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Stop the Ban sign in Kansas

Erin Woods for the Vote No on the Constitutional Amendment on Abortion canvasses a neighborhood on August 1, 2022 in Lenexa, Kansas. On August 2, voters will vote on whether or not to remove protection for abortion from the state constitution. (Photo: Kyle Rivas/Getty Images)

Anti-Choice Forces Push Disinformation as Kansas Votes on Abortion Rights

"The truth is that voting yes opens the door to a total ban on abortion," said one reproductive rights advocate.

Julia Conley

After Kansas residents across the state received a misleading, anonymous message in recent days regarding an abortion rights referendum, pro-choice advocates doubled down on their calls for people to vote "no" Tuesday on a proposed constitutional amendment that would clear the way for an abortion ban in the state.

An unknown group sent text messages warning voters, "Women in Kansas are losing their choice on reproductive rights."

"Voting YES on the amendment will give women a choice," the text added. "Vote YES to protect women's health."

Voting "yes" on the so-called "Value Them Both" amendment, pushed by the Republican-controlled state legislature, would actually make it easier for lawmakers to eliminate the right to choose abortion care.

As Slate journalist Mark Joseph Stern said Thursday, the misleading text and the failure of the senders to disclose their identity are "perfectly legal" according to the Kansas Governmental Ethics Commission.

Kansans for Constitutional Freedom, a coalition of reproductive rights advocates who have been canvassing ahead of the vote, accused anti-choice campaigners of using "desperate and deceitful tactics" to confuse voters.

"The truth is that voting yes opens the door to a total ban on abortion," said Ashley All, a spokesperson for the group. "A NO vote maintains current regulations on abortion. A NO vote protects our constitutional right to safe, legal abortion in Kansas. A NO vote keeps the constitution unchanged. A NO vote prevents government control over private medical decisions."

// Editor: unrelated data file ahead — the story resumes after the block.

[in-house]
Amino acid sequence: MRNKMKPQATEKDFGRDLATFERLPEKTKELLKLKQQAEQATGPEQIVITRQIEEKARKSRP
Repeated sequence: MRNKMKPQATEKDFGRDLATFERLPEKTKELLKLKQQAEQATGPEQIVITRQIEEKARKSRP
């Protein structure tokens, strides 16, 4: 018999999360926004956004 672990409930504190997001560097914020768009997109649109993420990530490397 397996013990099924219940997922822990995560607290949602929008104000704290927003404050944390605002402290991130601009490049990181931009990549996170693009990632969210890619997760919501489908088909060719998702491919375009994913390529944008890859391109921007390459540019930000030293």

The text message campaign is "as dirty as you can get," said Davis Hammet, president of pro-democracy group Loud Light. "The anti-abortion coalition is sending out a last-minute mass text to Kansas pro-choice voters blatantly lying about the abortion amendment so they vote the wrong way."

The referendum is appearing on election ballots on Tuesday as the result of a push by Republican lawmakers, who want a constitutional amendment to overturn the 2019 state Supreme Court ruling which found that the state constitution protects the right to abortion care.

If the referendum passes, the amendment would read, in part, "Because Kansans value both women and children, the constitution of the state of Kansas does not require government funding of abortion and does not create or secure a right to abortion," and would allow lawmakers to enact a total ban on abortion, which is already restricted in the state.

According to Kansans for Constitutional Freedom, the U.S. Supreme Court's overturning of Roe v. Wade in June has mobilized pro-abortion rights advocates across the state to knock on doors urging their neighbors to reject the amendment. About 500 volunteers have canvassed for the group each week since the ruling, hoping to energize people for the primary election, which typically sees low turnout in Kansas.

"Passing an amendment like this on the basis of what amounts to a small majority of 20% of the vote is not a good way to deal with this, as a matter of democratic legitimacy," Richard Levy, a professor of constitutional law at the University of Kansas, told The New Republic last week of the decision by supporters to place the referendum on the primary ballot rather than waiting until the general election in November.

The Kansas Reflector reported in July that a regional director for the Value Them Both campaign, which is pushing Kansans to vote in favor of the amendment, told a gathering a Republicans that the group has already prepared to help pass legislation to criminalize all abortion from the moment of fertilization, with no exceptions, and to classify abortion as a felony charge.

Mary Owens, communications director for the pro-forced birth group Susan B. Anthony Pro-Life America, told Politico that the Kansas vote is likely "the first of many battles that we're going to be seeing across many states" following the overturning of Roe.

Despite abortion restrictions in Kansas including a requirement that patients receive an ultrasound and undergo a 24-hour waiting period before receiving care, the state has become something of a safe haven in recent months as nearby states including Missouri, Oklahoma, and Arkansas have banned abortion care.

If the state legislature is permitted to amend the constitution in order to ban abortion, Arkansas residents seeking care could be forced to travel to Colorado or farther.

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